I apologize that this comment is off-topic, but I can't seem to figure out how to contact this blog's author, Historyguy99, by email. (Perhaps there's a link or contact feature I'm missing.)

My late dad also served on the USS Zeilin, although he probably was joining its junior officers in late March or possibly April 1944, which may have been about the time your dad was leaving that famous ship's complement, and I've enjoyed reading your collective posts about your dad's service.

Anyway, in hopes that you're still monitoring these comments, I'll bookmark this page, or you could email me via my own (presently dormant but still monitored) blog's contact link (from within the link above), because I have a maddeningly simple question that you can almost certainly help me answer, in order to help me settle a family bet. I can't seem to find an answer for elsewhere on the internet:

I know the Mighty Z was named after Gen. Jacob Zeilin of the USMC. But is the name pronounced "ZEE-lin" (first syllable rhyming with "Bee") or "ZI-lin" (first syllable rhyming with "Fry"?

Thanks in advance.

PS: I assume by now you've read the latest Hornfischer, "Fleet at Flood Tide": The Zeilin isn't mentioned by name, but the book focuses on the Marianas Campaign, and the opposed landings the Zeilin made off Agap Beach in the Battle of Guam were my dad's first combat action. I read that book on my Kindle with "Attack Transport" (in paperback hardcopy) in the other hand, and about six different browser windows (including Google Earth satellite maps and contemporary newsreel footage) about that battle open on my monitor.

PPS: Did you notice that if you look up "Landing Craft" on Wikipedia, one of the examples pictured is a Landing Craft Mechanized from the Zeilin, at Kiska -- a campaign which I'm guessing your dad was part of?

HISTORYGUY99 said...

Hi William,

Very much appreciate your comment on my now dormant blog about your dad. I recall we may have communicated a few years ago when in researching about the Zeilin I came across your post regarding John Kerry in 2004 and may have left a note then.

Your dad joined the Zeilin in March, 44 and my dad left the ship about a month later for 30 days leave, and reassignment to the new carrier Bon Homme Richard.  As you probably noted by reading the posts I wrote about my dad's service I never saw him again after he left when I was about 5 years old. I was able to reconstruct his life after getting his service records and the discovery of three additional brothers from different mothers after my dad left. I know now that the stress of being in the 2nd division which handled both the 20mm defense but manned the guns on the landing craft contributed to what we now know as PTSD and my dad living everyday like it was his last.

I have seen the photo of the LCM at Kiska and yes, my dad was there. 

As for the pronunciation of "Zeilin" I am not sure of the way it might have been pronounced when Jacob Zeilin was alive, but I did speak to  former crew member Thomas Hoffman back in 2003, and he pronounced it "Zee-lin, hence the nick name the "Mighty Z." But to complicate matters, my brother from another mother, Vince spent more time with dad than I, and said dad called it the "Zel-in" so I guess it depended on what part of the country you hailed from as to what you called her.  I would guess that the pronunciation your dad used is the best to follow in settling any family bet.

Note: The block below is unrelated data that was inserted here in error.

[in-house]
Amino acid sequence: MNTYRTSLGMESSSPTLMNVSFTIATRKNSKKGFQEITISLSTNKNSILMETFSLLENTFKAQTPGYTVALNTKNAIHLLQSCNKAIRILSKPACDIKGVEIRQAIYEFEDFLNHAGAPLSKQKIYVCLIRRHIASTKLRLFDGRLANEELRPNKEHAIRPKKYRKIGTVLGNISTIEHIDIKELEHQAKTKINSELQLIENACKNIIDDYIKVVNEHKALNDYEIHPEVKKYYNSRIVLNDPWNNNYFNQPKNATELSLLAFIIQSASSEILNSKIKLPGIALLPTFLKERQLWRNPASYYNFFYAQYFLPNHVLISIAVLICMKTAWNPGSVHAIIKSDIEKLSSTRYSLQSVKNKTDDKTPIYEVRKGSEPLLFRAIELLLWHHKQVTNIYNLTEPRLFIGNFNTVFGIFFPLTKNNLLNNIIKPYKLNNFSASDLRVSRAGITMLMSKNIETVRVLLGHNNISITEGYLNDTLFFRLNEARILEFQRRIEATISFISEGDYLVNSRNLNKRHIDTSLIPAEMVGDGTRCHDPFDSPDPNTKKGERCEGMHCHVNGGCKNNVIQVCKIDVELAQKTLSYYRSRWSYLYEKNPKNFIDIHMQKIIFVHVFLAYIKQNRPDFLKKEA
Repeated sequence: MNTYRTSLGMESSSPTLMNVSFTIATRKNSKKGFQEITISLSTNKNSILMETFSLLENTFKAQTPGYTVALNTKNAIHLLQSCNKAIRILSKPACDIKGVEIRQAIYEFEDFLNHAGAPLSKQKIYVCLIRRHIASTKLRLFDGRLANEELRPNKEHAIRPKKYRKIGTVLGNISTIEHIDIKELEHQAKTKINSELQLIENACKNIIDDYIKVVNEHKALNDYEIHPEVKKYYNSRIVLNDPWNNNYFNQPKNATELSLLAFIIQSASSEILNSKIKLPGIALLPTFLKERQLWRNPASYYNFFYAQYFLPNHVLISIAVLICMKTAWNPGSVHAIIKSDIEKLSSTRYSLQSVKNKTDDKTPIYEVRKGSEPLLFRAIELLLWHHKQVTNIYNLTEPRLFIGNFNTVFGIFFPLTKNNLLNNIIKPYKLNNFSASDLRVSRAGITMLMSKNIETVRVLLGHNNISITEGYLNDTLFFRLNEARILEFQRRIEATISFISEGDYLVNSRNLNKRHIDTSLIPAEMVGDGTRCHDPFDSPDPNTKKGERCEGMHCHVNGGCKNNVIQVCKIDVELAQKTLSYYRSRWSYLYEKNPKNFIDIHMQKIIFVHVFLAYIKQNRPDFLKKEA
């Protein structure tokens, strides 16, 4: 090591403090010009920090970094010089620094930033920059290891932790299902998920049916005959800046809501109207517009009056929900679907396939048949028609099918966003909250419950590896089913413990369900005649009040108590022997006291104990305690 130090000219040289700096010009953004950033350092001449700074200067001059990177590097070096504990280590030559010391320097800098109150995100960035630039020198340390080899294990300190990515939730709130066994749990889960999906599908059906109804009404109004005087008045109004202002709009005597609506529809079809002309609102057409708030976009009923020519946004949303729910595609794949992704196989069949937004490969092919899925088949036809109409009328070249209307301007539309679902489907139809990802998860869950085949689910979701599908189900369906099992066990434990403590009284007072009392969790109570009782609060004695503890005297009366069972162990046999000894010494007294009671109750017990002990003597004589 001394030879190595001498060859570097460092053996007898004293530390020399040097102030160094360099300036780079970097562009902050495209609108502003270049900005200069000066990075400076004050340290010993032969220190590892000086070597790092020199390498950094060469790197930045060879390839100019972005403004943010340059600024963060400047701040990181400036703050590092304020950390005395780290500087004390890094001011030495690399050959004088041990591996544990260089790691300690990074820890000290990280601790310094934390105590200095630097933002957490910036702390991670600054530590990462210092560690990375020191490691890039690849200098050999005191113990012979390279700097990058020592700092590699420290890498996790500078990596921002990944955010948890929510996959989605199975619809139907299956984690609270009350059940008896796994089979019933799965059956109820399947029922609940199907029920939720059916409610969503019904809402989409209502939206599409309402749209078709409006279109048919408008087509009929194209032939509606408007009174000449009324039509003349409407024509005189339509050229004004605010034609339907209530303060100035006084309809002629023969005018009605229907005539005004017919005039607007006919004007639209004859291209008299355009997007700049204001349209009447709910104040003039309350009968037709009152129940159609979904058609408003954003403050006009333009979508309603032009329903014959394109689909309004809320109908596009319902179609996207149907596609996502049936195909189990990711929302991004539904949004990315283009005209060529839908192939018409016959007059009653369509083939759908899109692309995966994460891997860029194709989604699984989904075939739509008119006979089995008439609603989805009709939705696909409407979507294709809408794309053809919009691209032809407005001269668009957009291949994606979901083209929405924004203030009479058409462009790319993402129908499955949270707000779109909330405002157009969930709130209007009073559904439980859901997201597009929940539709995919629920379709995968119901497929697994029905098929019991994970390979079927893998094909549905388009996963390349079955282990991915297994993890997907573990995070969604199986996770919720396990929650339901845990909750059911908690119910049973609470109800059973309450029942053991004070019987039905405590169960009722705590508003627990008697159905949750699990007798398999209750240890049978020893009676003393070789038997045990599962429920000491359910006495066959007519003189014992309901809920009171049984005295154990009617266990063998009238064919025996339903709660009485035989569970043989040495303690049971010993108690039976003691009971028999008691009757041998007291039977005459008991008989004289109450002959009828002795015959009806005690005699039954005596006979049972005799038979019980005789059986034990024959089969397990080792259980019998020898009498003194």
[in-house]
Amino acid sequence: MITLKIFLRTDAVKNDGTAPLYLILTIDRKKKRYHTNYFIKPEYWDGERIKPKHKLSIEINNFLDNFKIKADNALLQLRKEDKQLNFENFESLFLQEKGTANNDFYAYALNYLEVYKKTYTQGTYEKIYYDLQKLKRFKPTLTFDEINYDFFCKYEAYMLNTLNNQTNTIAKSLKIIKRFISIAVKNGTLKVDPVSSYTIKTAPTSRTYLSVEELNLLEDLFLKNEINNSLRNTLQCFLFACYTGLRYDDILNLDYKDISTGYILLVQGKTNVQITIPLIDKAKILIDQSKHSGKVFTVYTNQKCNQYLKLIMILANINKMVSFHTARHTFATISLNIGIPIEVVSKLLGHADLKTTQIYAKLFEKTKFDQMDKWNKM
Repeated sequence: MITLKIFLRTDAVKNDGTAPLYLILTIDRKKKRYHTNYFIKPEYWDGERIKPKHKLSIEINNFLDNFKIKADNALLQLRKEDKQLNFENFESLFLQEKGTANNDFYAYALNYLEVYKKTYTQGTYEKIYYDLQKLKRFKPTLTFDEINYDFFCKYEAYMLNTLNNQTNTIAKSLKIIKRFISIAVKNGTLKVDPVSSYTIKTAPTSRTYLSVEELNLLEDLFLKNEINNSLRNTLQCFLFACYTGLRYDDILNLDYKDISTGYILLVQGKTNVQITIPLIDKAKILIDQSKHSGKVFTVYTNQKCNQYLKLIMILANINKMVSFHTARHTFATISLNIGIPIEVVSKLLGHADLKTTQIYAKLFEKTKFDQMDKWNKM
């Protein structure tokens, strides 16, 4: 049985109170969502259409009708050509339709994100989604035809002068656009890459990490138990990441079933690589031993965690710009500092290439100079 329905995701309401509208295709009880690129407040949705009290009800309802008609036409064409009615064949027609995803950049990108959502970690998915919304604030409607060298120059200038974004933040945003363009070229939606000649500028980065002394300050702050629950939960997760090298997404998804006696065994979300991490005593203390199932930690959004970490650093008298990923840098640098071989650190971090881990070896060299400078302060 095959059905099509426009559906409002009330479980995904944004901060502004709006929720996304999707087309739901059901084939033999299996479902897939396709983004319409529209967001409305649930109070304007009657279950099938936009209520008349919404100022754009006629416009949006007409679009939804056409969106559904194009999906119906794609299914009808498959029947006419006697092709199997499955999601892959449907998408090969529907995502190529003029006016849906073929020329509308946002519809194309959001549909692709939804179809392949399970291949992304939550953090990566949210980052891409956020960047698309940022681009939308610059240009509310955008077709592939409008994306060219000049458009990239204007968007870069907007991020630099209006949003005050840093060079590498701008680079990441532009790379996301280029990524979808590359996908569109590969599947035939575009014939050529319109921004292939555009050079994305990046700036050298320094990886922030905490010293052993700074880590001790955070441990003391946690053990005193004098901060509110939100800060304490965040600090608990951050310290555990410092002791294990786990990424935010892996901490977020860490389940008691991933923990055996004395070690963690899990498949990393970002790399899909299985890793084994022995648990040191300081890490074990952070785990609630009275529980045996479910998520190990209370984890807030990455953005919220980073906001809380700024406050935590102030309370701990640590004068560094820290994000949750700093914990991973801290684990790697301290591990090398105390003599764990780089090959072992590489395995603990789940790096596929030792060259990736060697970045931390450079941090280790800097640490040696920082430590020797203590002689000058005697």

I have read "Fleet at Flood Tide" by Jim Hornefischer, and probably like you I check everything written about the Pacific War for references to the Zeilin. I have corresponded with Jim a few times regarding his previous books and had a nice visit with him during a conference at Annapolis a couple of years back. Great guy who lives in Austin.

A couple of years ago, my brother commissioned the attached painting of the Zeilin passing Angels Gate outside Los Angeles harbor. There is scant information about the Zeilin's role. I spent a day last year at the National Archives doing some research on the Zeilin and my dad and found scant information other than what is already printed on web sites. It appears that there is more information on the Zeilin prior to Kwajalein, in books that focus on Guadalcanal and Tarawa.  

I went to your blog and read the articles you had written about your dad's service. I can see the six degrees of separation we share, as your dad missed being cut down by a Kamikaze, as the 20mm my dad was on was able to deflect the Val dive bomber causing the bomb to bounce off the ship instead of hitting dead center.

Do feel free to write back. I will be on the lookout for any information about the Zeilin during the time you father was aboard. We recently moved to Frisco, Texas from California so are now fellow Texans. 
Best Regards,
Tom Wade

Wendy-former Waiawa archaeologist said...

Hi History Guy!

I am trying to find any information out there regarding the following: Quonset hut 33 at the Southern Naval Supply Depot at Camp 'Wahiawa" at Pearl Harbor. This is a black contingent of stevedores who were part of the Cargo Handling Group, 14th Naval District, Seebees Special Unit. A black soldier at these Manana Barracks was accused of rape, and there was a riot. I am looking for anything that can help me do the research for a National Register nomination for Quonset Hut 33.


Wendy Tolleson